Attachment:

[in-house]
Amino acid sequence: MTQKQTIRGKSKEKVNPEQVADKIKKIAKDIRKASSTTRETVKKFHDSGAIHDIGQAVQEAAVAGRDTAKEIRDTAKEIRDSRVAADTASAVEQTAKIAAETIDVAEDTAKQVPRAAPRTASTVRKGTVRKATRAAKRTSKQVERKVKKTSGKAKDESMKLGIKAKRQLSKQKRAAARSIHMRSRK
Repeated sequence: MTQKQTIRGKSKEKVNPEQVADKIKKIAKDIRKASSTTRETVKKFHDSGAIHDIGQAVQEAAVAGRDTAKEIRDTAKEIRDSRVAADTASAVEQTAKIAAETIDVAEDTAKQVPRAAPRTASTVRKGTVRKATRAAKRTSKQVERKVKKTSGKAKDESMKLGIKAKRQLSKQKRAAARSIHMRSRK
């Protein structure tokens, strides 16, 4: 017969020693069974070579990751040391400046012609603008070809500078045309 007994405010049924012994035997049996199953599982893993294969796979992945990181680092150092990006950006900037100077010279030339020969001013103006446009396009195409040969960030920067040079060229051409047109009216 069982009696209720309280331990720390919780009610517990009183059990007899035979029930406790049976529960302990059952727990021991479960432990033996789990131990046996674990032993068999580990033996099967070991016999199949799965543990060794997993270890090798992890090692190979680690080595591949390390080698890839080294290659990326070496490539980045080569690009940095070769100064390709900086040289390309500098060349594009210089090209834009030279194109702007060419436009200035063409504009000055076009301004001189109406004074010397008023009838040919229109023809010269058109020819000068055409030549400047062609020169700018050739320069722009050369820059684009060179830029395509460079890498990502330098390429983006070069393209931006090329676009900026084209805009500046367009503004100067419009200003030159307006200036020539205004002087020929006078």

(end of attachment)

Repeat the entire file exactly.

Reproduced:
[in-house]
Amino acid sequence: MTQKQTIRGKSKEKVNPEQVADKIKKIAKDIRKASSTTRETVKKFHDSGAIHDIGQAVQEAAVAGRDTAKEIRDTAKEIRDSRVAADTASAVEQTAKIAAETIDVAEDTAKQVPRAAPRTASTVRKGTVRKATRAAKRTSKQVERKVKKTSGKAKDESMKLGIKAKRQLSKQKRAAARSIHMRSRK
Repeated sequence: MTQKQTIRGKSKEKVNPEQVADKIKKIAKDIRKASSTTRETVKKFHDSGAIHDIGQAVQEAAVAGRDTAKEIRDTAKEIRDSRVAADTASAVEQTAKIAAETIDVAEDTAKQVPRAAPRTASTVRKGTVRKATRAAKRTSKQVERKVKKTSGKAKDESMKLGIKAKRQLSKQKRAAARSIHMRSRK
């Protein structure tokens, strides 16, 4: 017969020693069974070579990751040391400046012609603008070809500078045309 007994405010049924012994035997049996199953599982893993294969796979992945990181680092150092990006950006900037100077010279030339020969001013103006446009396009195409040969960030920067040079060229051409047109009216 069982009696209720309280331990720390919780009610517990009183059990007899035979029930406790049976529960302990059952727990021991479960432990033996789990131990046996674990032993068999580990033996099967070991016999199949799965543990060794997993270890090798992890090692190979680690080595591949390390080698890839080294290659990326070496490539980045080569690009940095070769100064390709900086040289390309500098060349594009210089090209834009030279194109702007060419436009200035063409504009000055076009301004001189109406004074010397008023009838040919229109023809010269058109020819000068055409030549400047062609020169700018050739320069722009050369820059684009060179830029395509460079890498990502330098390429983006070069393209931006090329676009900026084209805009500046367009503004100067419009200003030159307006200036020539205004002087020929006078």